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Monday March 29, 2010 in Books
A young woman has disappeared at the edge of the city. Four women are drawn into the race to find her. As we watch them grid-search the fields for traces of her passing, we move through the shattering events of their recent lives that have left them as lost as she is. Mentor and protégé, lovers and sisters, they explore one burning question: who’s got the power, and what is s/he going to do with it?
Redolent with ambiguity, playing on the multiple meanings of victim, victory, and theatricality while undermining and interrogating these conventions, The Vic creates an ensemble of sharply drawn characters: eight ethnically-diverse women ranging in age from their teens to their fifties, each of them eager to claim the entitlement they feel their status as victim has “naturally” conferred upon them.
Drawing on the cult of Rock Thériault (aka “Moses”) near Burnt River in the early 1980s, and the Bernardo case, The Vic starts out where the popular media coverage of these events leaves off: with the media’s inability to penetrate the humanity of its subjects beyond the constructed veils of saints and sinners; evil perpetrators and innocent, “helpless” victims. It is an unsparing, often shocking, sometimes incredibly humorous dramatization of how the status of victim has become the most powerful and effective manipulative tool for social advancement in an age where all public discourse begins and ends with the populist media motto, “if it bleeds it leads.”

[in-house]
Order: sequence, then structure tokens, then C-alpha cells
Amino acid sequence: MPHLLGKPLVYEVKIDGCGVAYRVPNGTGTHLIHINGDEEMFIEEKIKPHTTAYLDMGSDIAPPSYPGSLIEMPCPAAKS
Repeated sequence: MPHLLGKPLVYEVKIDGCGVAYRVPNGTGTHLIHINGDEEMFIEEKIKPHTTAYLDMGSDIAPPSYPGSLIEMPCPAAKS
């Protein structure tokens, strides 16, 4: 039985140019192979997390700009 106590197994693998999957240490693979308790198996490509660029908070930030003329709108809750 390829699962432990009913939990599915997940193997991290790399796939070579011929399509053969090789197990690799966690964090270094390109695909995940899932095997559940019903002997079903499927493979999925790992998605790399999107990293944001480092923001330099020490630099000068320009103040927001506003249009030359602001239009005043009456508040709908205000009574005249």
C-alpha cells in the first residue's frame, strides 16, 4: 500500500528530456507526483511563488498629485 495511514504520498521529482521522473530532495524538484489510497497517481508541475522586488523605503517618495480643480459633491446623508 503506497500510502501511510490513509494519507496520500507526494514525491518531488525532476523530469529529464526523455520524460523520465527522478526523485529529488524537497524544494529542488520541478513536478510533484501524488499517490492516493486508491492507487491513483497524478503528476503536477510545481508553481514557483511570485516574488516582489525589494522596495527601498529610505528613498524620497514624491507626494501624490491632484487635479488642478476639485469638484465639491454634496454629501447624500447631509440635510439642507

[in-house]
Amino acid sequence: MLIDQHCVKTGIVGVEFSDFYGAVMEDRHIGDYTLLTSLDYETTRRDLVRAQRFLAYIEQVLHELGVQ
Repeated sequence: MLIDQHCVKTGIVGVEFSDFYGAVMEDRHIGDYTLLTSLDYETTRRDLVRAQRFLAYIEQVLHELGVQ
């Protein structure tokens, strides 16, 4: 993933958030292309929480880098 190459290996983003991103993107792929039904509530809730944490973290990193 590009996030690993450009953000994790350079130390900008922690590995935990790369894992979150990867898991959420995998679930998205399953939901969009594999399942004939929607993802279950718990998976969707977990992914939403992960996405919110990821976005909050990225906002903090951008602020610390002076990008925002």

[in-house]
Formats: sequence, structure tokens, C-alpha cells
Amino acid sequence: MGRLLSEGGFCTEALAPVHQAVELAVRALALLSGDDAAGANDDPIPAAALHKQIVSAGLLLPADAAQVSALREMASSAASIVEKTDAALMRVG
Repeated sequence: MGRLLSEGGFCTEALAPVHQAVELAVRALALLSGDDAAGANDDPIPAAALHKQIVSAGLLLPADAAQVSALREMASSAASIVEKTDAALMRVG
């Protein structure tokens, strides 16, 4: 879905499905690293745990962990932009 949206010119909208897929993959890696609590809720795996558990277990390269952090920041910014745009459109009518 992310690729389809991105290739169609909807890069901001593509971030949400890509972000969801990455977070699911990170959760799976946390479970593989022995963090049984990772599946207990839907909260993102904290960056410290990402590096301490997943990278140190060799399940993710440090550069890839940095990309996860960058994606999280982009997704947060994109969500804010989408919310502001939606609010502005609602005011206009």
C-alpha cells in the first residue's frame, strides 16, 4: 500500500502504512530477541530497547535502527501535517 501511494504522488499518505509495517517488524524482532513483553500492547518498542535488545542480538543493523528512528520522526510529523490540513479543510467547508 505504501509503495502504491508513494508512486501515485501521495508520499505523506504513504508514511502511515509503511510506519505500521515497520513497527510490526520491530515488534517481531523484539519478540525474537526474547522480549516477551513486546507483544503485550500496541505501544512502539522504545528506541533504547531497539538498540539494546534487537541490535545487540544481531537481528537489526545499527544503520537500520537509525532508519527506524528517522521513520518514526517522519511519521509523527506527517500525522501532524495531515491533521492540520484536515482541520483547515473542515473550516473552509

Cast of 8 women.
ISBN 13: 9780889224599 | ISBN 10: 889224595
6 W x 9 H inches | 128 pages
$16.95 CAN / $12.95 US
Backlist | Drama | Bisac: DRA013000
About the ContributorsLeanna Brodie
Leanna Brodie is an actor, writer and translator. Her plays (published by Talonbooks) include The Book of Esther, For Home and Country, The Vic and Schoolhouse, as well as CBC radio dramas Invisible City and Seeds of Our Destruction. Her libretti were heard in Tapestry New Opera Works’ Opera to Go 2008; in David Ogborn’s acclaimed site-specific piece, Opera on the Rocks; and in Emergence, his song cycle featuring a singing robot. Schoolhouse has been seen by over twenty thousand Canadians in multiple sold-out runs, and is slated for further productions in 2010.
We gratefully acknowledge the financial support of the Canada Council for the Arts; the Government of Canada through the Book Publishing Industry Development Program; and the Province of British Columbia through the British Columbia Arts Council for our publishing activities.